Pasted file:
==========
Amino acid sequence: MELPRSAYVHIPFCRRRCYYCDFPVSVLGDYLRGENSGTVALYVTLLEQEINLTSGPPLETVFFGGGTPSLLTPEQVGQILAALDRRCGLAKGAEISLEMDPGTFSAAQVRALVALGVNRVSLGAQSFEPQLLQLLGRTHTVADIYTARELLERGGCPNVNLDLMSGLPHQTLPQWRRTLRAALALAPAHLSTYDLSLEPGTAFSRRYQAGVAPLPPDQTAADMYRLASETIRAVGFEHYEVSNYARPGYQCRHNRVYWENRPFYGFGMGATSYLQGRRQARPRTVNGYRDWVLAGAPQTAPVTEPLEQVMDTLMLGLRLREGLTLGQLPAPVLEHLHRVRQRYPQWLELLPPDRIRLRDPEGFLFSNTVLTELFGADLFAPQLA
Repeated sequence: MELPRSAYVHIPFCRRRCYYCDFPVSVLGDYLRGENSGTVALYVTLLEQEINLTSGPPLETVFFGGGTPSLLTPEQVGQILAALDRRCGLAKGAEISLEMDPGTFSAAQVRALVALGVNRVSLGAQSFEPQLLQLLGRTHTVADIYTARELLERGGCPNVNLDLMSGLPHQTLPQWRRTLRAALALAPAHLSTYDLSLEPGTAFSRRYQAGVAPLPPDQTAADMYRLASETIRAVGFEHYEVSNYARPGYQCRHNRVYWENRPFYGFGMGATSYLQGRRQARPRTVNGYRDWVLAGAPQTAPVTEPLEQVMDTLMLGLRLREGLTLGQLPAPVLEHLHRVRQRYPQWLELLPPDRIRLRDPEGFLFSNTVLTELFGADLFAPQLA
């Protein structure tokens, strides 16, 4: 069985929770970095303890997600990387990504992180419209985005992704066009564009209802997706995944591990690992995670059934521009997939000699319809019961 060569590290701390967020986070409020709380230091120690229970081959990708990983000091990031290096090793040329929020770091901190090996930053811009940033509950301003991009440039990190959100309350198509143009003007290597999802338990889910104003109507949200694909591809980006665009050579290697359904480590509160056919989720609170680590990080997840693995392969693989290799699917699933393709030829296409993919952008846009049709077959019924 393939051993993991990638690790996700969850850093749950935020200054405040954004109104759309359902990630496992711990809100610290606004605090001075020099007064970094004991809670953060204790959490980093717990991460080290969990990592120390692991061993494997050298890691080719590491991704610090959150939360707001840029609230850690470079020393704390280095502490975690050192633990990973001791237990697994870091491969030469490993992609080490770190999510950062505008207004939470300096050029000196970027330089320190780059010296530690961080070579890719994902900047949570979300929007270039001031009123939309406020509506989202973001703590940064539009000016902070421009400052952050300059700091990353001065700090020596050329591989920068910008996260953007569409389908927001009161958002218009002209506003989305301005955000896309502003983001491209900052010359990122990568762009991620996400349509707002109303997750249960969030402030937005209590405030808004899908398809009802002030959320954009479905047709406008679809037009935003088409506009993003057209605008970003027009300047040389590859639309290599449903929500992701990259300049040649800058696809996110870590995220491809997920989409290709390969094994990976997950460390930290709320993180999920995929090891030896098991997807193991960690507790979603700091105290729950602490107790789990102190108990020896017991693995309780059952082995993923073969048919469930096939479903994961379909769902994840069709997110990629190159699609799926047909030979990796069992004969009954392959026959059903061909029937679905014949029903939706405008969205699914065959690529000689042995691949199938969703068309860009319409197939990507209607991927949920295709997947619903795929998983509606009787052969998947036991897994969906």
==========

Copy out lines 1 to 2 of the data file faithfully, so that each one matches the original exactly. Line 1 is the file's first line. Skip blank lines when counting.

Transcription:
Amino acid sequence: MELPRSAYVHIPFCRRRCYYCDFPVSVLGDYLRGENSGTVALYVTLLEQEINLTSGPPLETVFFGGGTPSLLTPEQVGQILAALDRRCGLAKGAEISLEMDPGTFSAAQVRALVALGVNRVSLGAQSFEPQLLQLLGRTHTVADIYTARELLERGGCPNVNLDLMSGLPHQTLPQWRRTLRAALALAPAHLSTYDLSLEPGTAFSRRYQAGVAPLPPDQTAADMYRLASETIRAVGFEHYEVSNYARPGYQCRHNRVYWENRPFYGFGMGATSYLQGRRQARPRTVNGYRDWVLAGAPQTAPVTEPLEQVMDTLMLGLRLREGLTLGQLPAPVLEHLHRVRQRYPQWLELLPPDRIRLRDPEGFLFSNTVLTELFGADLFAPQLA
Repeated sequence: MELPRSAYVHIPFCRRRCYYCDFPVSVLGDYLRGENSGTVALYVTLLEQEINLTSGPPLETVFFGGGTPSLLTPEQVGQILAALDRRCGLAKGAEISLEMDPGTFSAAQVRALVALGVNRVSLGAQSFEPQLLQLLGRTHTVADIYTARELLERGGCPNVNLDLMSGLPHQTLPQWRRTLRAALALAPAHLSTYDLSLEPGTAFSRRYQAGVAPLPPDQTAADMYRLASETIRAVGFEHYEVSNYARPGYQCRHNRVYWENRPFYGFGMGATSYLQGRRQARPRTVNGYRDWVLAGAPQTAPVTEPLEQVMDTLMLGLRLREGLTLGQLPAPVLEHLHRVRQRYPQWLELLPPDRIRLRDPEGFLFSNTVLTELFGADLFAPQLA